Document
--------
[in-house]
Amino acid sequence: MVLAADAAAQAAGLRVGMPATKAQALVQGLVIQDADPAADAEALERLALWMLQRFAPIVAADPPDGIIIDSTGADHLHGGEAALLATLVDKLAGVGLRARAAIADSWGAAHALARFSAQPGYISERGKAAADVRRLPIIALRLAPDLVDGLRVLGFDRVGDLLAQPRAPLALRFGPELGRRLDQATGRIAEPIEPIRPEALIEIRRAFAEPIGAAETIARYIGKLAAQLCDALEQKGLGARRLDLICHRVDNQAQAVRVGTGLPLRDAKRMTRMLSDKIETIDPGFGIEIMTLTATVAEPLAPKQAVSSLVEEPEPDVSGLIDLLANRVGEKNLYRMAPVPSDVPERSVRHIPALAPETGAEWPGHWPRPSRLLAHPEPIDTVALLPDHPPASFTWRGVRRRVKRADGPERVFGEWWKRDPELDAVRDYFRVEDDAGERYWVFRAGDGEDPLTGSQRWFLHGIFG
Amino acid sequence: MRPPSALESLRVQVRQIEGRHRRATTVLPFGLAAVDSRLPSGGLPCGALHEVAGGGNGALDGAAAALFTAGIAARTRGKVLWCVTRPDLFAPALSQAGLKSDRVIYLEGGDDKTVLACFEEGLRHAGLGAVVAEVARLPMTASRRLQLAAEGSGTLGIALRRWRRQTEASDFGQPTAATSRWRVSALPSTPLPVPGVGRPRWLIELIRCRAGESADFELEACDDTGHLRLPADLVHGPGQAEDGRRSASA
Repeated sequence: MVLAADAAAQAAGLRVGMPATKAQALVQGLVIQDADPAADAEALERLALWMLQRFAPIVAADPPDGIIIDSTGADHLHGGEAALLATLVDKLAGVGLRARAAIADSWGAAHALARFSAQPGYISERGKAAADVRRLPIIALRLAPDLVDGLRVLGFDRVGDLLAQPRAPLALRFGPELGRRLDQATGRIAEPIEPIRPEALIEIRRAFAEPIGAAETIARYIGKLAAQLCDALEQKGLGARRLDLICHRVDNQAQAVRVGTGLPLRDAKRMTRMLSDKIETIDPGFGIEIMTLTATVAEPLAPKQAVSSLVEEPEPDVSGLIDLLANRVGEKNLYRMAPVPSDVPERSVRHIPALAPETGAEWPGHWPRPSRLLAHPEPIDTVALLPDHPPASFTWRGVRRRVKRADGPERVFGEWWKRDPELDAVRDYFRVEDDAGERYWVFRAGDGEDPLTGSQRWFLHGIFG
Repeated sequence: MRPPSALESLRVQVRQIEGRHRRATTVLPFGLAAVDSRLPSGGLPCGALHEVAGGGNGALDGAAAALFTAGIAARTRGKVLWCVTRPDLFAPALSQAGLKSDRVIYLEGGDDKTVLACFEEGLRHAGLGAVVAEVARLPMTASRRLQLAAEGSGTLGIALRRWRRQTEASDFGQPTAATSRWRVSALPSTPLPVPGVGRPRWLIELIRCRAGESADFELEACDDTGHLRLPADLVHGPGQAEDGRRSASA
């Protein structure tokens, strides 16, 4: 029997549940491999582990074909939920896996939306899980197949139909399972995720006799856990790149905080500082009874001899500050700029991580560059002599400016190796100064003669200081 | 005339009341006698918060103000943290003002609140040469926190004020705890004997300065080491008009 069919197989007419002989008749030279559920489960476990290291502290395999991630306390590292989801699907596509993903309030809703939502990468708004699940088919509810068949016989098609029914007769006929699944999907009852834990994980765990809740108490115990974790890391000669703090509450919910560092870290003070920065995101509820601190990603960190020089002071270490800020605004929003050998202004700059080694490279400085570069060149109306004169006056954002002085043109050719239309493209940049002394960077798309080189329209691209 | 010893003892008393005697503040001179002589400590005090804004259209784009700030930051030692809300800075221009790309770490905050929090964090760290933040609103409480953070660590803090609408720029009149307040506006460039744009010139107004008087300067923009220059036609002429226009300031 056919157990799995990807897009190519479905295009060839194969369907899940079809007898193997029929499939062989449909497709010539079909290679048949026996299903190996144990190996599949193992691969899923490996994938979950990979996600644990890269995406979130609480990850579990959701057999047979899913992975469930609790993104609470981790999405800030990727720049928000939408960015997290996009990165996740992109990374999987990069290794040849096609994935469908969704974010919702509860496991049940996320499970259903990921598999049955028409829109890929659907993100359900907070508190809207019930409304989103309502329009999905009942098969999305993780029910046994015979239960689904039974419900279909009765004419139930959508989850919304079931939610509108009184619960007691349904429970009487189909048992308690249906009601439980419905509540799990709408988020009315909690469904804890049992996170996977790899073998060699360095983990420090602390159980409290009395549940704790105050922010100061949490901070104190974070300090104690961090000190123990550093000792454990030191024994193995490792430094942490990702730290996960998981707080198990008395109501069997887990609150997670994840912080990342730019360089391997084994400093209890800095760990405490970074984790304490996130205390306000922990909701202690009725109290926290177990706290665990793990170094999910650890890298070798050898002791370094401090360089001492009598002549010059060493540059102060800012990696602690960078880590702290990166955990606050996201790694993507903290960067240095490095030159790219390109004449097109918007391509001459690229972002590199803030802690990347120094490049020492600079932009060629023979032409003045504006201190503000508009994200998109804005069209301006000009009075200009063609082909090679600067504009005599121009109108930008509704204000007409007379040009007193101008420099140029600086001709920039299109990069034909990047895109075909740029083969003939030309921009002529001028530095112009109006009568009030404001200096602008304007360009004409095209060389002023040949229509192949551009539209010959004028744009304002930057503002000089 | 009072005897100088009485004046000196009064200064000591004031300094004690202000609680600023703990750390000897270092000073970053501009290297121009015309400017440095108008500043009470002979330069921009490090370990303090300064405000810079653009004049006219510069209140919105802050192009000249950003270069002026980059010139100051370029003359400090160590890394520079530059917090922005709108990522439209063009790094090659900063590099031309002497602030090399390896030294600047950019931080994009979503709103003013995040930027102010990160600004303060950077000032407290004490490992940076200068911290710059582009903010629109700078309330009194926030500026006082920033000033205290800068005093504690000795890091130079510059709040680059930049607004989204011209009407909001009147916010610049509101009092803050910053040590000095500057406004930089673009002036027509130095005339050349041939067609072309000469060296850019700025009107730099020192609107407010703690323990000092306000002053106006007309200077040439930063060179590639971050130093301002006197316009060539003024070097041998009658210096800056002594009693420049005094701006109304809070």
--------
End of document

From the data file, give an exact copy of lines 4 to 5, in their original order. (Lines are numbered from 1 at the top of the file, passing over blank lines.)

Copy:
Repeated sequence: MVLAADAAAQAAGLRVGMPATKAQALVQGLVIQDADPAADAEALERLALWMLQRFAPIVAADPPDGIIIDSTGADHLHGGEAALLATLVDKLAGVGLRARAAIADSWGAAHALARFSAQPGYISERGKAAADVRRLPIIALRLAPDLVDGLRVLGFDRVGDLLAQPRAPLALRFGPELGRRLDQATGRIAEPIEPIRPEALIEIRRAFAEPIGAAETIARYIGKLAAQLCDALEQKGLGARRLDLICHRVDNQAQAVRVGTGLPLRDAKRMTRMLSDKIETIDPGFGIEIMTLTATVAEPLAPKQAVSSLVEEPEPDVSGLIDLLANRVGEKNLYRMAPVPSDVPERSVRHIPALAPETGAEWPGHWPRPSRLLAHPEPIDTVALLPDHPPASFTWRGVRRRVKRADGPERVFGEWWKRDPELDAVRDYFRVEDDAGERYWVFRAGDGEDPLTGSQRWFLHGIFG
Repeated sequence: MRPPSALESLRVQVRQIEGRHRRATTVLPFGLAAVDSRLPSGGLPCGALHEVAGGGNGALDGAAAALFTAGIAARTRGKVLWCVTRPDLFAPALSQAGLKSDRVIYLEGGDDKTVLACFEEGLRHAGLGAVVAEVARLPMTASRRLQLAAEGSGTLGIALRRWRRQTEASDFGQPTAATSRWRVSALPSTPLPVPGVGRPRWLIELIRCRAGESADFELEACDDTGHLRLPADLVHGPGQAEDGRRSASA